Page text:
Home : Product Reviews : Axles : Detroit E-Z Locker Install Review

Detroit E-Z Locker Install Review

  There’s a lot of buzz going around about lawsuits and patent infringements since the release of Detroits new EZ Locker, so we figured we’d give it a try and see what all of the hoopla was about. The folks here are 4x4review have been using Power Track’s version almost exclusively for several years now, so we have a pretty good grasp on what they entail. We ordered our EZ Locker from Joel Snider at Stage West Four Wheel Drive Center out of Colorado. Upon first glance, they appear to be identical with the only difference being 4 little caps that slide inside the operating springs. We did notice however that the craftsmanship of Tractech’s version (Detroit’s e-z locker) was slightly lower than that of the Lock-Right. It seems as if Lock-Right spends a little more time machining their units as they are very clean. Not to say that Detroits version is any worse, but the milling on Lock-Right’s locker is much cleaner.
     The unit installed very quickly as we were accustomed to installing the PowerTrax’s version. The instructions and photos within were lacking, but not altogether impossible. If you’ve installed one of these before, it’s a snap the next time. 


Inspect the locker and all parts It all started off with a conversation about more traction. Every one who does any serious wheelin’ would love to have MAX traction. We finally decided to order a front locker for our 74 Cruiser and here’s how the install went.
We began by simply opening the box our locker came in and checked to make sure all of the parts were there by referencing the installation guide and owners manual. Once we determined all was present and accounted for, we then disconnected the battery cable and raised the vehicle on jack stands. (remember to block the wheels sufficiently to keep it from rolling.)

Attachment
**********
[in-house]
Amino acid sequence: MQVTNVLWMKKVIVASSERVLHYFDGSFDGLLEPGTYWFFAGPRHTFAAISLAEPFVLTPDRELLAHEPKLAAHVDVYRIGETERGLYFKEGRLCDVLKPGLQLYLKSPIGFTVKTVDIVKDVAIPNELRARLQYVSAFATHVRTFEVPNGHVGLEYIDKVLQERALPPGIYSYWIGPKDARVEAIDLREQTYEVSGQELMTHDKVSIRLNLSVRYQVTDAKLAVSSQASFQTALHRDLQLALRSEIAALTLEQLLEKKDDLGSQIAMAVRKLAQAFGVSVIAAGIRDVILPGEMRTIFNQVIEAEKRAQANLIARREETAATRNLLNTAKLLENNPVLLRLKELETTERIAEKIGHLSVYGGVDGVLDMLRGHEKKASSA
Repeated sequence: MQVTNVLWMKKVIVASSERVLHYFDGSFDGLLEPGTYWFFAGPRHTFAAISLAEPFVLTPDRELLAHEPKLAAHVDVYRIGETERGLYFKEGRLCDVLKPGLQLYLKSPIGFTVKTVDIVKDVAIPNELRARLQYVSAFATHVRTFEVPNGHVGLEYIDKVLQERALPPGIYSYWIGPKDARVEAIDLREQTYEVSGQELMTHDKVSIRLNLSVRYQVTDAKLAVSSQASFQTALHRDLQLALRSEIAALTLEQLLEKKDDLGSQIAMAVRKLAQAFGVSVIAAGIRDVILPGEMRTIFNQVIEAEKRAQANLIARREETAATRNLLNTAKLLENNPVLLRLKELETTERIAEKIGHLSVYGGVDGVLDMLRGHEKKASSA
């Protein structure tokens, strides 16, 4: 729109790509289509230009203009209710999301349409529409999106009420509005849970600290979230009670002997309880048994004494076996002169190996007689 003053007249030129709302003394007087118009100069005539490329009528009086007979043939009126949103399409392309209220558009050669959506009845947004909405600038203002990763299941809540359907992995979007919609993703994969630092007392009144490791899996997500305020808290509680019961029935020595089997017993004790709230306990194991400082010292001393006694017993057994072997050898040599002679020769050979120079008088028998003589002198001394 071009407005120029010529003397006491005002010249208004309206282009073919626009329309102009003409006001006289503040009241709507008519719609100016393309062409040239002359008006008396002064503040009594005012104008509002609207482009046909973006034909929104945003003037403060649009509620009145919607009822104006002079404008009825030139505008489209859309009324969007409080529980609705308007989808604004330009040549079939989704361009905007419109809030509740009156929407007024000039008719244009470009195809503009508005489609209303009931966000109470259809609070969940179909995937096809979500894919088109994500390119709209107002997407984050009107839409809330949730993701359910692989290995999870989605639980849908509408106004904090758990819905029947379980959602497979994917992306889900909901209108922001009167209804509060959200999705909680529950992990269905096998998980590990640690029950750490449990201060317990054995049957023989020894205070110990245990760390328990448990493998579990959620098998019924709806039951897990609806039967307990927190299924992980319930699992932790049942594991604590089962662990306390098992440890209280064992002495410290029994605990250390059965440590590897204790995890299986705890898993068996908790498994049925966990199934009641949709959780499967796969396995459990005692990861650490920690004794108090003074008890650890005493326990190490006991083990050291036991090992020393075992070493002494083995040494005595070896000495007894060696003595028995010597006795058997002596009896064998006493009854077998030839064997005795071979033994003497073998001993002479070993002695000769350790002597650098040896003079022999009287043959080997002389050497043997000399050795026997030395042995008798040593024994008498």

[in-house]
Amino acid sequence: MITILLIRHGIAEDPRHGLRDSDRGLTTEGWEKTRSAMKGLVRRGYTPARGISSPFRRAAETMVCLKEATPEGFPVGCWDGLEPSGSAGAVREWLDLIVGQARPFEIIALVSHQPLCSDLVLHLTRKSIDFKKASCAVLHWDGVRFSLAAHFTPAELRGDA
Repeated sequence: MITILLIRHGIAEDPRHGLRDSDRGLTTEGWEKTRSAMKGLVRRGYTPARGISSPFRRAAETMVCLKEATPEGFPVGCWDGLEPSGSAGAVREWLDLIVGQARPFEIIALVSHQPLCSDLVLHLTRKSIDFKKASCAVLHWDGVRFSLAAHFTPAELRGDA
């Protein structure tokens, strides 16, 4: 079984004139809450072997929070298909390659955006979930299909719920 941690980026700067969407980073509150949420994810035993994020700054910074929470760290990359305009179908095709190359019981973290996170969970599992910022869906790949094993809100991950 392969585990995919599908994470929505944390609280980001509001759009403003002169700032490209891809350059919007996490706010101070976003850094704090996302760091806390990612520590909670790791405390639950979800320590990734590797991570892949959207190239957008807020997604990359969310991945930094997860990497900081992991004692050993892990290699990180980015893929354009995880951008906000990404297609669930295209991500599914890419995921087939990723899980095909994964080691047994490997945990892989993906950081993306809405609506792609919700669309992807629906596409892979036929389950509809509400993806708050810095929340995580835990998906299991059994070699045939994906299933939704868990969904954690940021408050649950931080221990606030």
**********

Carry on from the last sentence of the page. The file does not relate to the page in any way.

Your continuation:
Place rig on jack stands and block tires

Remove driveshaft, tires, drain axle, etc. Once the vehicle was secure on jack stands, we started preparing for the disasembly stage. We started by removing the driveshaft, tires, and draining the differential oil. A couple of things to remember… 1) Always mark your driveshaft in relation to the input shaft of the T-Case and at the Pinion gear output flange. Drain and inspect fluidsThis will keep you from rotating the driveshaft on accident when reinstalling. 2) always check the color of your diff oil. If it’s a clear, light, golden brown, your good to go. If it’s milky, then it probably had water or some other contaminant in it. This means you should check and/or replace your axle seals/gaskets. If you look at the photo, you’ll notice that my oil wasn’t the right color! I’ve spent way too much time in the water and didn’t change the fluids. I paid the price with a rusty ring gear and inside pumpkin. It took a lot of extra time to get everything cleaned up because of that.

Remove brake calipers, hubs, snap rings, bearings, etc. Once you have the oil drained, you’ll want to start pulling the brake calipers off. Next remove the hubs, snap ring, jam nuts, spacers, lock ring, and bearings. With all of that out of the way, your disc brake should slide right off. Now on our Cruiser, we have a lot more to do. remove backing plates, spindles, etc.Next we need to remove everything else from the backing plate out to include the spindle, spindle flange, dust seals and much more. With all of that out of the way, you will need to rotate the outer axle shaft (half-shaft) until the flat parts are up and down. Next, wiggle the axle shafts up and down and back and forth until they start to come free. You’ll need to pull them out just until the Birfield joint starts to pass through. That should be out far enough to remove the third member (pumpkin).